President Obama Take Steps to Block Chip Maker Acquisition by Chinese Company

On Friday, President Barrack Obama moved to block a deal by a Chinese company to acquire a German based high-tech business due to national security grounds.

This is an unusual step that might make for more tensions between Donald Trump, his successor, and the government of China that is determined to make its capabilities in technology better.

The intervention in the bid by the Chinese company to acquire Aixtron a semiconductor company in Germany comes after companies in China have dished out billions of dollars to buy technology both in the U.S. and Europe.

Officials in the U.S. have increasingly tried to stop these types of deals, but companies in China have showed an increased adeptness in skirting the restrictions to build relationships that could one day lead to a far better access to technology.

A statement released by the U.S. Treasury Department says the White House blocked the purchase of Aixtron’s American portion of the business because it posed a risk to national security related to military applications due to the overall technical body of experience and knowledge of Aixtron.

It was not clear if other parts of this deal were salvageable. Officials at the chip company in Germany and its Chinese buyer, known as the Fujian Grand Chip Fund did not release comments about the ban.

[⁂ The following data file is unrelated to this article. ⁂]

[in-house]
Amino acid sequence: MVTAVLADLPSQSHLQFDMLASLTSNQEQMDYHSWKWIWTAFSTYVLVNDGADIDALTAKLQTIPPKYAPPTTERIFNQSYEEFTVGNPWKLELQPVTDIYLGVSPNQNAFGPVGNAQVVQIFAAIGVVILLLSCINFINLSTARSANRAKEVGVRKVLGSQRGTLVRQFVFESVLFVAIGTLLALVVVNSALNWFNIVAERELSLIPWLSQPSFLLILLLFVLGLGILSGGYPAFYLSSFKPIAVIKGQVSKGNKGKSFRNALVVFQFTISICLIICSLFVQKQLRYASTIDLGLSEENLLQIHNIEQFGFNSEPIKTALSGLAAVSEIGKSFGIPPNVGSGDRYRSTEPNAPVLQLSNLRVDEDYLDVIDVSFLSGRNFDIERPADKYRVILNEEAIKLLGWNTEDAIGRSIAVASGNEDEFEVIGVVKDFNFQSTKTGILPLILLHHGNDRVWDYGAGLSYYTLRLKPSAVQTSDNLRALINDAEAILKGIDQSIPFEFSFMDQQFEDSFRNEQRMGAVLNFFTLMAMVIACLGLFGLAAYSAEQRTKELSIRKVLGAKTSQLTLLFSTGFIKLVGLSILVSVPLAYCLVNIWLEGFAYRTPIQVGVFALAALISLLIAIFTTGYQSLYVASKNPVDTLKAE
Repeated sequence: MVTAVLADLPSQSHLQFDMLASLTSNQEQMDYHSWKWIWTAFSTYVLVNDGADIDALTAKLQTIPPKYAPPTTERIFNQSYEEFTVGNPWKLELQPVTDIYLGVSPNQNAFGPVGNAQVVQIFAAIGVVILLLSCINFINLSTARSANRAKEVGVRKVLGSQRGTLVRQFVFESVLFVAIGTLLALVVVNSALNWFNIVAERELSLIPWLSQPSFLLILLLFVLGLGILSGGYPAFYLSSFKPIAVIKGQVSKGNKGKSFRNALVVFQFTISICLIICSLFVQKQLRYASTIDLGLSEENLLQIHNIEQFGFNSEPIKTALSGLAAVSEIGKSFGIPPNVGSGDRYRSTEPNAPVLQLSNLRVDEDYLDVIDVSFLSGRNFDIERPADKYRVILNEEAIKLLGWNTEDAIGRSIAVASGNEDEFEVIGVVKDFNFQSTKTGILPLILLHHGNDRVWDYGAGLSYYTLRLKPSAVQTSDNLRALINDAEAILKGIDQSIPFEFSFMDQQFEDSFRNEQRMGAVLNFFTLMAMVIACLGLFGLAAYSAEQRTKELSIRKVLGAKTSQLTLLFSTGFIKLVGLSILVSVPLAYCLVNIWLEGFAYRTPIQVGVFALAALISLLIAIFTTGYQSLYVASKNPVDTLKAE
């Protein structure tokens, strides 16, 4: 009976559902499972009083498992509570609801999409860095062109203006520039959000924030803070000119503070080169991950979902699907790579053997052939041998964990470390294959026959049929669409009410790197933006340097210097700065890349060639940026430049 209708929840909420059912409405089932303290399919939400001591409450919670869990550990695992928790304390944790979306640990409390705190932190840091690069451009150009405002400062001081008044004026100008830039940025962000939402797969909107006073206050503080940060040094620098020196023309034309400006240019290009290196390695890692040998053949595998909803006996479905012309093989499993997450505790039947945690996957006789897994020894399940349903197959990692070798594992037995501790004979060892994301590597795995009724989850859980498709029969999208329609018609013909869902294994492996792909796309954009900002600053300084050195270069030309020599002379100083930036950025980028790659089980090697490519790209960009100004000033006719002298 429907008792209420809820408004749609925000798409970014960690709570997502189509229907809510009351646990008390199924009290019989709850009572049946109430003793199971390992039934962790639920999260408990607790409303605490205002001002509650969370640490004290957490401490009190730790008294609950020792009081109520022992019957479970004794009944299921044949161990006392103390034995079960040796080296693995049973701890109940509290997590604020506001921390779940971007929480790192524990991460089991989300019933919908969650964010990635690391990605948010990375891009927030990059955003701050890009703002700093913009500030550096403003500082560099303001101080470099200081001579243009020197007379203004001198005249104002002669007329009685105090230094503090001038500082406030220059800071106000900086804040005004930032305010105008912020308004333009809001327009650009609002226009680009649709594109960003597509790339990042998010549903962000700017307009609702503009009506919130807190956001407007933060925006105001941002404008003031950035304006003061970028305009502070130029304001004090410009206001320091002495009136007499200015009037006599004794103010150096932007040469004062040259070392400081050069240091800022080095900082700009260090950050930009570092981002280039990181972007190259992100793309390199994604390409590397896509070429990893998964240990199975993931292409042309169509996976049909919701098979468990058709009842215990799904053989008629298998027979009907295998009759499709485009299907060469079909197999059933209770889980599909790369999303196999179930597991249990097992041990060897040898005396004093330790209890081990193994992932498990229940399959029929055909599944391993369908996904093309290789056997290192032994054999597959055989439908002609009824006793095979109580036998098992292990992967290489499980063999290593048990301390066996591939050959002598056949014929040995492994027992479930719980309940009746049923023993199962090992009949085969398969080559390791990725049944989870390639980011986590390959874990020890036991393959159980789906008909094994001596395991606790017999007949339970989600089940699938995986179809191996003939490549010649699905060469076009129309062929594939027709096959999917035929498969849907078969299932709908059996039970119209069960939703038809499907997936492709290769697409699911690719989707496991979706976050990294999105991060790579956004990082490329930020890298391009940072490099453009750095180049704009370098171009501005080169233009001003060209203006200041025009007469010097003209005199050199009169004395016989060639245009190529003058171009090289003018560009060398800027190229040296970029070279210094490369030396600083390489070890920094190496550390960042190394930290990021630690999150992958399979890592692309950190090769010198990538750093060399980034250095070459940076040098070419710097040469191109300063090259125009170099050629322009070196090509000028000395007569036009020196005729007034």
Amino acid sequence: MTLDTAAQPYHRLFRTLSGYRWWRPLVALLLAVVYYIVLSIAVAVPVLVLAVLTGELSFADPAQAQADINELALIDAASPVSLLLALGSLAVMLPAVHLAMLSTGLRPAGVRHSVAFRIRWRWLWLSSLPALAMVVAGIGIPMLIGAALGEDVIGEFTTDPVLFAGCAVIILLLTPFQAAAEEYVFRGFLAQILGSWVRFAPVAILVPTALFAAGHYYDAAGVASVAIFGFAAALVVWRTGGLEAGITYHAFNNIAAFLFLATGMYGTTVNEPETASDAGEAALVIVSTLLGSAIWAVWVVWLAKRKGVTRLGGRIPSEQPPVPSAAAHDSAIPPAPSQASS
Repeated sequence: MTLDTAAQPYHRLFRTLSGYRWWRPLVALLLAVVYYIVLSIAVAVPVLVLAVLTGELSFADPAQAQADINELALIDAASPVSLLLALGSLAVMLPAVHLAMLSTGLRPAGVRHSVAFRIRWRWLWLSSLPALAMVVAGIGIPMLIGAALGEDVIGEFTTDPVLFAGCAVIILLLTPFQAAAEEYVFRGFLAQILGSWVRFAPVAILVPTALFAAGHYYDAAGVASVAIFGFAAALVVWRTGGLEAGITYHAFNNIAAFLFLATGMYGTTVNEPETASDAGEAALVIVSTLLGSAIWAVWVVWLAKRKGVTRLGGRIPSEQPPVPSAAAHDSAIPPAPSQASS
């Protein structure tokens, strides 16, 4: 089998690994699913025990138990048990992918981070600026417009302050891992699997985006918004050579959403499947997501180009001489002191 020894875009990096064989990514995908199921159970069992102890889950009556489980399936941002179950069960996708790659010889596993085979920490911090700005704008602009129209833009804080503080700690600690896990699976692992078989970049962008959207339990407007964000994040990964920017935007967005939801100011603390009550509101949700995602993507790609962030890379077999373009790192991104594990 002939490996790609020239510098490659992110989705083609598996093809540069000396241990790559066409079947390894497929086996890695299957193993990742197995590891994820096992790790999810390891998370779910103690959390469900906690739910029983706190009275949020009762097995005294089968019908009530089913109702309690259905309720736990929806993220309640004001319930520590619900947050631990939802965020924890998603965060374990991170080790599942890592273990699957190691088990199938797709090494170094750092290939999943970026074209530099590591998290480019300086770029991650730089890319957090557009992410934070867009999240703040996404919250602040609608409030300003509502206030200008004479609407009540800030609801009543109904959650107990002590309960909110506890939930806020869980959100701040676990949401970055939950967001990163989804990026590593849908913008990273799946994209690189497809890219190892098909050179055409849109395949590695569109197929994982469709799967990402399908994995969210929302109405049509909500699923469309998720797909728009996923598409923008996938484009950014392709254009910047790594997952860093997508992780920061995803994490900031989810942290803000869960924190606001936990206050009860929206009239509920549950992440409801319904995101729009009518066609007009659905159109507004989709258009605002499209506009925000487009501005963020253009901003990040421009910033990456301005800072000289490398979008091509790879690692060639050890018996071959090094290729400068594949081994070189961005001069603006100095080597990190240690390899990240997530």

By rejecting this deal, the White House administration showed the lengths to which it would go to make sure China does not use its money to acquire from the West sensitive technology.

It blocked technology purchases previously made by the Chinese, but only indirectly, using an advisory panel of intelligence and government officials who are able to only discourage but not kill, foreign deals.

This same panel expressed earlier its skepticism over the deal for Aixtron.

Last year, the U.S. represented over 20% of sales for Aixtron and close to 20% of its over 700 employees are located in the U.S.

The indirect form of strategy kept Obama from appearing as if he were an opponent to free trade, especially when the company doing the acquisition is not American, and helped to soften any possible response out of Beijing.

However, Aixtron and its buyer from China tested the strategy by moving ahead despite concerns made by the panel and forced the U.S. President to act.

The cancellation by Obama sets a much stronger tone as Trump is preparing to take residence in the White House.